In 2014, the M&C Allegra Eating Out in the UK Report had a key message of ‘The eating out seesaw is tipping towards WOW foods, and away from WORTHY foods’ which was a direct correlation of consumers attitudes towards healthier eating reducing in importance, and an increase in new cuisines and experiences desired. In 2015, when analysing the latest research this trend of reduced importance of healthier eating had continued. We believe that this is a result of consumers better managing the debit/credit approach to eating, and were having a superfood salad at lunch, so that they could have a ‘dirty burger’ in the evening.

One of the most significant changes in the UK market is the potential resurgence of pubs, despite the reduction in the overall number of outlets; pubs have suffered since the recession and the smoking ban, and the subsequent change in consumer usage of pubs, where a drink-focussed site was no longer desired. The growth of coffee shops had provided a ‘third place’ between home and work, which used to be the territory of a pub, so pubs lost their focus and their purpose.

M&C Allegra believes that this is starting to turn around, as pubs re-invent their mojo, and create a hybrid space that better meets consumers’ needs for a third place, delivering a more pleasant environment that is open all day. Pubs have now embraced the coffee culture, with many pub chains creating their own coffee brand, such as Brewer & Bean from St Austell brewery, or Brewer St from Fullers. Consumers are now happy to go to a pub just for a coffee in the morning.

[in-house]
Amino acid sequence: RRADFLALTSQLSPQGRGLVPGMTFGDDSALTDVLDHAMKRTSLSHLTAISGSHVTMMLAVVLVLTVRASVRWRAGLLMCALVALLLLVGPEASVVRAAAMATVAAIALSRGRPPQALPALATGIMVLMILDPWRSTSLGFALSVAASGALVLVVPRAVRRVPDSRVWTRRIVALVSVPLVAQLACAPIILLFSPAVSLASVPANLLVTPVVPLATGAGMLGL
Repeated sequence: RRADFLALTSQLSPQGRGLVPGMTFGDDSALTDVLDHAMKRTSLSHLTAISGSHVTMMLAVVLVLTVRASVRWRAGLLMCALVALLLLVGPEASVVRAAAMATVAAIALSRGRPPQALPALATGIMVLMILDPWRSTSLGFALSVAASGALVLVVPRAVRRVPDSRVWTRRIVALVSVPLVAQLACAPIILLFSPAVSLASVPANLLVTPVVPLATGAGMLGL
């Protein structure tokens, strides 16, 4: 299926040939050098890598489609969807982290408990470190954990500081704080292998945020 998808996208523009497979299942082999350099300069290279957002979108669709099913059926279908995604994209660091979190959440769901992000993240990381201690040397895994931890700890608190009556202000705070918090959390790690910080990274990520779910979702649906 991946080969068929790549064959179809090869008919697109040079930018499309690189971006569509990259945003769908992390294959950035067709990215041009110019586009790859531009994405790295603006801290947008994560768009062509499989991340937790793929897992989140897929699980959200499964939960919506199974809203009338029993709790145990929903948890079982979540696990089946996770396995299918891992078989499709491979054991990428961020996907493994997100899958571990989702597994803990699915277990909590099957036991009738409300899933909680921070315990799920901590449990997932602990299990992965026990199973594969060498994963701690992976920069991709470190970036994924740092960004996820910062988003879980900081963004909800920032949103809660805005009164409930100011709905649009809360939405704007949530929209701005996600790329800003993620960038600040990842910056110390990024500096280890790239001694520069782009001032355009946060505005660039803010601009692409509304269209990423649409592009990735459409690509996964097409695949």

Within the restaurant sector, M&C Allegra has described the key trend as ‘Premiumised Informality driven by Food Pleasure Seekers’ as we witness the growth of Street Food and Fine Dining both move towards providing great quality food in an informal manner. The demand from consumers to eat more casually has been growing over the past few years, but this has not necessarily been in a premiumised way, whereas now we see a far better standard of food being sought after. Consumers have become ‘Food Pleasure Seekers’ as they learn more about food, and as experience different cultures and cuisines, but also because of the continued rise of celebrity chefs and cookery programmes on the television. Street Food in particular has grown spectacularly because it enables consumers to engage directly with artisan producers and see food being produced right in front of them.

Many established operators are now moving more towards this idea of ‘Premiumised Informality’ including the traditional fast food chains; KFC’s new style of store and their new expanded menu is a great example of this as they have embraced the design trend of an artisan craft coffee shop, whilst serving pulled pork and burritos. This has helped them maintain growth and pulls them closer towards the branded casual dining chains.

However, whilst branded restaurant chains are growing at a fast pace, it is not all plain sailing; there are brands that have fallen behind, such as Strada or Café Rouge, and consumers expectations are rising all the time as they experience a wider range of cuisines and flavours. It is imperative that brands keep pace with trends, and keep pushing for better quality, consistency and value in order to meet consumer’s demands. This can be summed up neatly in the statement that ‘There can be no casual approach to casual dining’.